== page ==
Billions of Christians around the world are excited to celebrate Christmas this weekend. Those in the world’s second-largest religious community, Muslims, don’t share quite the same excitement. In a few Muslim-majority countries, like Saudi Arabia, Brunei and Somalia, Christmas celebrations are banned. In Turkey, my country, they are not illegal, but some Islamist groups still organize annual protests against Christmas trees and Santa Claus costumes, which they consider Western impositions.
Meanwhile, many other Muslims around the world are rightly respectful to their Christian neighbors and even share in their holy day. They include the owners of a Turkish restaurant in London that decided to offer a free Christmas meal to the homeless and the elderly, and a Muslim businessmanin Baghdad who erected a Christmas tree in solidarity with Christians persecuted by the self-declared Islamic State.
These Christmas-friendly Muslims are right, but not simply because respect for other religions is a virtue. They are also right because Christmas is the celebration of the miraculous birth of Jesus, which is a powerful theme not just in the New Testament, but also in the Quran.
Two chapters of the Muslim holy book give detailed accounts of the birth of Jesus, which partly resemble the account in the Gospel of Luke.
Both chapters — one is named Maryam, or Mary — feature this admirable Jewish woman whom God has “purified” and “chosen above all other women.”
As the Quran narrates, an angel approached Mary one day and told her that God had decided to give her “a pure boy.” Mary objected: “How can I have a boy when no man has touched me?” The angel responded, “God creates whatever he wills.” Then God “breathes into Mary of our spirit,” and she conceives Isa, or Jesus.
There are, of course, ways in which the Muslim story of Jesus diverges from the Christian version that is celebrated at Christmas. The New Testament says that Jesus’ birth took place in Bethlehem, in a manger or at an inn, when Mary was with her husband, Joseph. In the Quran, Mary gave birth in “a distant place,” all alone and under a palm tree. It’s worth noting that stories appearing in the eastern apocryphal gospels, as well as recent archaeological findings, correspond to the Quran’s version of events.
Crucially, the Quran differs with the Bible on Jesus’ divinity. The Muslim holy book insists that he was a human and a prophet. It repeatedly defines Jesus as “the Messiah,” but this seems to be a notion of Messiah as described in Judaism: an extraordinary servant of God, not God incarnate. The Quran’s Jesus is also sent to the children of Israel, comes “confirming the Torah” and affirms a strictly unitarian monotheism. The Islamic Jesus, one could say, is a more Jewish Jesus.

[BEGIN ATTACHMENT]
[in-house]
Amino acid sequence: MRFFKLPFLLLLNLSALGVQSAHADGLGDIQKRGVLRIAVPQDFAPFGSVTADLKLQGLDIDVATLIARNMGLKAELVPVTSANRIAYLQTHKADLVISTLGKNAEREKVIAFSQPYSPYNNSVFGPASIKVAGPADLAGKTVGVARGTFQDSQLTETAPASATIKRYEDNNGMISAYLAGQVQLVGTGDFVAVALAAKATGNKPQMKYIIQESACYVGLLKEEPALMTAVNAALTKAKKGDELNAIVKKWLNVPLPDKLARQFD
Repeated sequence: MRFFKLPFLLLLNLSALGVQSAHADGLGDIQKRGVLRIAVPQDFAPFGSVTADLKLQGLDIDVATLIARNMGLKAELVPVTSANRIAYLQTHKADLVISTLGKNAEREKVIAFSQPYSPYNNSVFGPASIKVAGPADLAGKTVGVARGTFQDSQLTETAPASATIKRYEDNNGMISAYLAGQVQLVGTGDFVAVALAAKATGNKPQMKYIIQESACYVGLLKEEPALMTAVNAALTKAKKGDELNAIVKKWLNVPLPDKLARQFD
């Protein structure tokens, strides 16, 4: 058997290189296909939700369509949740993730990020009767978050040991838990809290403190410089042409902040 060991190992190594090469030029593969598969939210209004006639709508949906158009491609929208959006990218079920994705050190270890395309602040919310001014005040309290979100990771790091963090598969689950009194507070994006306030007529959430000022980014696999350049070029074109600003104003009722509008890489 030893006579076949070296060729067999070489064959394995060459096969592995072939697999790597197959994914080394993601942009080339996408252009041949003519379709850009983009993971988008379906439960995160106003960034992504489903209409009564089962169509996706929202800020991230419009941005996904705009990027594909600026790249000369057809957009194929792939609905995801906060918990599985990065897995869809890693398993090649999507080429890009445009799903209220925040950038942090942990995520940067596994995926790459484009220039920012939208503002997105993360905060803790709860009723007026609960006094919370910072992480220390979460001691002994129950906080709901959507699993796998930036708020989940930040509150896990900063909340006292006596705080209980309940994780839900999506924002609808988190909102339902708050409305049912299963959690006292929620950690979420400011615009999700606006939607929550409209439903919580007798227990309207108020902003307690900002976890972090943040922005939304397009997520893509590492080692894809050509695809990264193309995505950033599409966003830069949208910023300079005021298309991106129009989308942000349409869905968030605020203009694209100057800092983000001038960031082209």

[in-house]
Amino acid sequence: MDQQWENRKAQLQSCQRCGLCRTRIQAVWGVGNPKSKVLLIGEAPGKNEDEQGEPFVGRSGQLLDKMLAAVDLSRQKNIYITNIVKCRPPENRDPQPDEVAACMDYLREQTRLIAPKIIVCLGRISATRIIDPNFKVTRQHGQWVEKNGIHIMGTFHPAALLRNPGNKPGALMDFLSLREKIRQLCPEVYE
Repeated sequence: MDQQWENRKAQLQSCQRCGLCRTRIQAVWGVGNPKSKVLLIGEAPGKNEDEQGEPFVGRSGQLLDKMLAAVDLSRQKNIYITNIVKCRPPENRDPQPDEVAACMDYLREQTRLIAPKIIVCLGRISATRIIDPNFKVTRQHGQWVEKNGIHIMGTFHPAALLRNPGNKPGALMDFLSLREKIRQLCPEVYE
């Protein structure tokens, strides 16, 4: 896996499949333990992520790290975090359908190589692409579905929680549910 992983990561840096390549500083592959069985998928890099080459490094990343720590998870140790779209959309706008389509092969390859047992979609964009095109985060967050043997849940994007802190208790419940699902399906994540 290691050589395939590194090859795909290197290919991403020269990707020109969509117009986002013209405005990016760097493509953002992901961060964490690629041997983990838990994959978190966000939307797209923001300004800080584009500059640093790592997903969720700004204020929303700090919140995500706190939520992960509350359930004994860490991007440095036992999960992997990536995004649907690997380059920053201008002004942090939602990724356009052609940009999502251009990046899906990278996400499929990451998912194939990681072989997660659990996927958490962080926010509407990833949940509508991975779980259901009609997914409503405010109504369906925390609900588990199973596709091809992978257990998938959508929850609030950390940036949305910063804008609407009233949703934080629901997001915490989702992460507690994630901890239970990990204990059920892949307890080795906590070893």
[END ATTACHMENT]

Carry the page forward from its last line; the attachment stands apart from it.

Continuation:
Nonetheless, Islam and Christianity share a lot in their adoration for Isa and Maryam, Jesus and Mary. Like Christians, Muslims have taken the virgin birth of Jesus as a literal truth. Medieval exegetes of the Quran debated details like how God’s spirit was “breathed” into Mary. Sayyid Qutb, the 20th-century Egyptian fundamentalist, described Maryam’s pregnancy as “the strangest event that humanity throughout its history has ever witnessed.”
In a 2002 book they wrote to criticize Islam, Emir F. Caner and Ergun M. Caner, two Turkish converts to Christianity who became Southern Baptist ministers, argued that Muslims are more Christian on the issue of the virgin birth than the “liberal ‘Christians’ ” who seek metaphorical interpretations of the amazing miracle.
To add more to Jesus’ extraordinary nature, the Quran even calls him “Word of God.” Muslim scholars have been puzzled by this term, which the Quran uses for no one else. Christian theologians have been intrigued, too, for it evokes the Gospel of John, which defines Jesus as the Word of God who “became flesh and dwelt among us.”
Interpreting these parallels between the Quran and the earlier Christian sources depends partly on one’s faith. Christians can think Islam borrowed from their religion. Muslims, on the other hand, can think that much in Christianity foretold theirs. But we can all agree that these two great Abrahamic religions, despite the sometimes bitter conflicts between them, have much in common. This year, with tensions between many Muslims and Christians in Europe, the United States and elsewhere running high, that’s worth remembering.
The people in Saudi Arabia and Brunei who ban Christmas clearly have the wrong idea. Even if this is not a Muslim holiday, we don’t need to object to Christmas. The miraculous birth of Jesus — the prophet, the Messiah and the “Word” of God — should not offend any Muslim. Salaam alaikum, or “peace be upon you,” Muslims should be able to say to their Christian neighbors on Dec. 25, without hesitating to add, “Merry Christmas!”
Article Source: New York Times
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